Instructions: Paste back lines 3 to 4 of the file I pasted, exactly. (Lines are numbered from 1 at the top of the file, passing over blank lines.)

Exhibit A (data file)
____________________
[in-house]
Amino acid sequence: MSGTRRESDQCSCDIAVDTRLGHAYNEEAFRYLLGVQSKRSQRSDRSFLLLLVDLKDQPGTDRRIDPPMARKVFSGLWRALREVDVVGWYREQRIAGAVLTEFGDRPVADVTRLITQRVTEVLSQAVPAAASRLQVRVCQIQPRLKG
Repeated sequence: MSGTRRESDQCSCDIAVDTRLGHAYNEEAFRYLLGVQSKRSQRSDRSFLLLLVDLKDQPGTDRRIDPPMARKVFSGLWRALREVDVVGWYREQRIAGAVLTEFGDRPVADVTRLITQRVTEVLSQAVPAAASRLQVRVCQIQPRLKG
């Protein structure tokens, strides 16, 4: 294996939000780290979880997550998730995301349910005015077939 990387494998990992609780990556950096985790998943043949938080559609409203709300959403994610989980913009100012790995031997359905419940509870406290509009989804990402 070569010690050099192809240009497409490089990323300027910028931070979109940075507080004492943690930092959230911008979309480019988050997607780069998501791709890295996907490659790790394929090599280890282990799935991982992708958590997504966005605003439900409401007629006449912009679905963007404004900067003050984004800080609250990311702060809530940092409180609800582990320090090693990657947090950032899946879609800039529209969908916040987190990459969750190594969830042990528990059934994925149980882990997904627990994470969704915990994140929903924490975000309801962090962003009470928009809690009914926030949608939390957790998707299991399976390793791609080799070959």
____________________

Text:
Repeated sequence: MSGTRRESDQCSCDIAVDTRLGHAYNEEAFRYLLGVQSKRSQRSDRSFLLLLVDLKDQPGTDRRIDPPMARKVFSGLWRALREVDVVGWYREQRIAGAVLTEFGDRPVADVTRLITQRVTEVLSQAVPAAASRLQVRVCQIQPRLKG
């Protein structure tokens, strides 16, 4: 294996939000780290979880997550998730995301349910005015077939 990387494998990992609780990556950096985790998943043949938080559609409203709300959403994610989980913009100012790995031997359905419940509870406290509009989804990402 070569010690050099192809240009497409490089990323300027910028931070979109940075507080004492943690930092959230911008979309480019988050997607780069998501791709890295996907490659790790394929090599280890282990799935991982992708958590997504966005605003439900409401007629006449912009679905963007404004900067003050984004800080609250990311702060809530940092409180609800582990320090090693990657947090950032899946879609800039529209969908916040987190990459969750190594969830042990528990059934994925149980882990997904627990994470969704915990994140929903924490975000309801962090962003009470928009809690009914926030949608939390957790998707299991399976390793791609080799070959």